1. Rely on GPS-enabled devices for geo-caching activities as a team or create activities for others.
    2. Have students form teams and then make a social justice video using their devices. Then publish the videos online using YouTube.
    3. Engage students in problem-based learning scenarios that require them to collaborate and communicate to solve a problem. Deepen the difficulty by separating them into different rooms (or work with another classroom) and work at a distance using an instant messaging/video technology of choice (e.g. Skype).
    4. Students can also construct virtual representations of learning tasks in virtual spaces (e.g. Minecraft: Education Edition).
  4. Solving real-world problems
    1. Adopt BreakOut EDU methods for use in the classroom.
    2. Encourage students to use Office 365 (e.g. Microsoft Office Suite) to engage in real-world data analysis to solve problems.
    3. Create problem-based scenarios using Powerpoint and Office Mix with built-in assessment.
    4. Enter students in the 3D Design Contest offered each spring by TCEA where they must solve an authentic problem using the design engineering process.

Bringing It All Together

If you’re working on developing teacher skills aligned to student learning needs, then here are three more tips to keep in mind:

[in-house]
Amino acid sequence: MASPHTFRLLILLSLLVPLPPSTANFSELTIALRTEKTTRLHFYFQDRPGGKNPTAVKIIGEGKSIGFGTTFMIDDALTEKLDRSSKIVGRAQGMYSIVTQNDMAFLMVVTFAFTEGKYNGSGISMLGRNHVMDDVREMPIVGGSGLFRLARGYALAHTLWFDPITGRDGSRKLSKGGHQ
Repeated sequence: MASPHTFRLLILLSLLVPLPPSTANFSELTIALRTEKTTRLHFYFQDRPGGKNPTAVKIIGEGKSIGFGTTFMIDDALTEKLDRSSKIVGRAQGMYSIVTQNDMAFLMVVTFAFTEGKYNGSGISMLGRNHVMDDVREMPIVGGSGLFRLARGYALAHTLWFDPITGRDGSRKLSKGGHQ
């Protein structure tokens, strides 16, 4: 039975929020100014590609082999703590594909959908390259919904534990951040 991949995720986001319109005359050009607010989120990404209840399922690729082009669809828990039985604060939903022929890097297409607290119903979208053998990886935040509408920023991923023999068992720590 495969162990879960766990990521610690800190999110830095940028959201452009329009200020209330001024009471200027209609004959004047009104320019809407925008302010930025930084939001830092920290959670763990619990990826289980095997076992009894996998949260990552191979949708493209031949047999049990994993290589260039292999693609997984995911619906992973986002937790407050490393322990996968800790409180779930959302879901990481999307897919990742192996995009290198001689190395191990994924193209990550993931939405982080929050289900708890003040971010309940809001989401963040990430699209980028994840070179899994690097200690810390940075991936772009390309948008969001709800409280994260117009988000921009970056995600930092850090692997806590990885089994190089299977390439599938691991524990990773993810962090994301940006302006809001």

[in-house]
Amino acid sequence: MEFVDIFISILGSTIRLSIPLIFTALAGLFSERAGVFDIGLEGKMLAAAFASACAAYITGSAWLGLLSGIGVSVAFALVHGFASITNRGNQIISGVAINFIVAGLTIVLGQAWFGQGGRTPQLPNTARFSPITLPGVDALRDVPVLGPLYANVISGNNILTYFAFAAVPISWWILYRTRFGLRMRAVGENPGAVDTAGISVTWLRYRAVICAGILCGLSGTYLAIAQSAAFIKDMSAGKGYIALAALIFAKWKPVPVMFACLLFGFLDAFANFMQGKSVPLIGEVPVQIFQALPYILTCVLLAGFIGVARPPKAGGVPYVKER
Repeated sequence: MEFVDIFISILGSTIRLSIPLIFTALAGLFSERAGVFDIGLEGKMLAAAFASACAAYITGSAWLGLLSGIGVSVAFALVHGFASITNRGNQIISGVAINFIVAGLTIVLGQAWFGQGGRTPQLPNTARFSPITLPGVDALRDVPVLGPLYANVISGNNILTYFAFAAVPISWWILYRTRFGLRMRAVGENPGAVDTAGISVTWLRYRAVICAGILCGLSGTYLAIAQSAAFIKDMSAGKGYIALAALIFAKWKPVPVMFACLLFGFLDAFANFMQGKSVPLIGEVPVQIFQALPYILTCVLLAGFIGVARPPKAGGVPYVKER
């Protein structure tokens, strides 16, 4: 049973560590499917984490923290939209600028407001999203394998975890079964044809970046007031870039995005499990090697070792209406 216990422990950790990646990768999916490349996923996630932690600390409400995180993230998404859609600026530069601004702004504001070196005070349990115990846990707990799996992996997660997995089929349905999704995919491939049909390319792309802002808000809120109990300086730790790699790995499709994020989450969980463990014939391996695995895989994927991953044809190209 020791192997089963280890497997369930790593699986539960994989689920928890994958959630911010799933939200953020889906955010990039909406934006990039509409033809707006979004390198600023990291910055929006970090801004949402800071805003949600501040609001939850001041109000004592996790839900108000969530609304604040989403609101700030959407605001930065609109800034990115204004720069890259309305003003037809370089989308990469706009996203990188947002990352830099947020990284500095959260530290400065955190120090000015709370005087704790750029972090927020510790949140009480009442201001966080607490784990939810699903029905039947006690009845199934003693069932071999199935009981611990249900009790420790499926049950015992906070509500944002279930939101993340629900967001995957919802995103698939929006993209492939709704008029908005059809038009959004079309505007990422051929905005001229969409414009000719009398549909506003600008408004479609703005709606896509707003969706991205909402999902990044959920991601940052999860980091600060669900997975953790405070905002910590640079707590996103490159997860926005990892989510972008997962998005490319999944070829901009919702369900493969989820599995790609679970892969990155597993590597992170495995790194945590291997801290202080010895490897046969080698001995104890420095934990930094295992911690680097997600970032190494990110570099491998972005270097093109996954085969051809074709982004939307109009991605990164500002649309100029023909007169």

• Engage with Problems: Engage learners in the authentic purpose of solving a problem (problem-based learning/inquiry-based learning).
  • Encourage Collaboration and Implementation: Encourage and support adult learners as they collaborate on projects–sharing their own life experiences–focused on the creation of tangible product(s) with modeling and safe implementation opportunities.
  • Amplify Learners’ Voices with Tech: Amplify human voices with technology as they gather stories and share them (blogging, podcasts, video, media collections).

Conclusion

With these, any professional learning you invite educators to can be enhanced to achieve much of what they need to better meet learners’ needs. Be sure to visit the Microsoft Education Community for access to free professional learning that includes micro credentials (e.g. badges) that teachers can earn and share. And, of course, remember that TCEA Microsoft Innovative Education (TCEAMIE) Master Trainer Miguel Guhlin (@mguhlin; mguhlin@tcea.org; 800-282-8232) is available to work with your campus or district to help develop skills with your staff.

 

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About the author

Miguel Guhlin

Director of Professional Development at TCEA
A former director of technology, Miguel brings a unique perspective to TCEA’s professional development team. He specializes in Microsoft’s educational products and has extensive instructional technology experience. A prolific writer, Miguel blogs at Around the Corner and for TCEA’s TechNotes Blog. Miguel earned both his Master’s degree in Bicultural/Bilingual Studies with an ESL Concentration and his B.A. at University of Texas, San Antonio.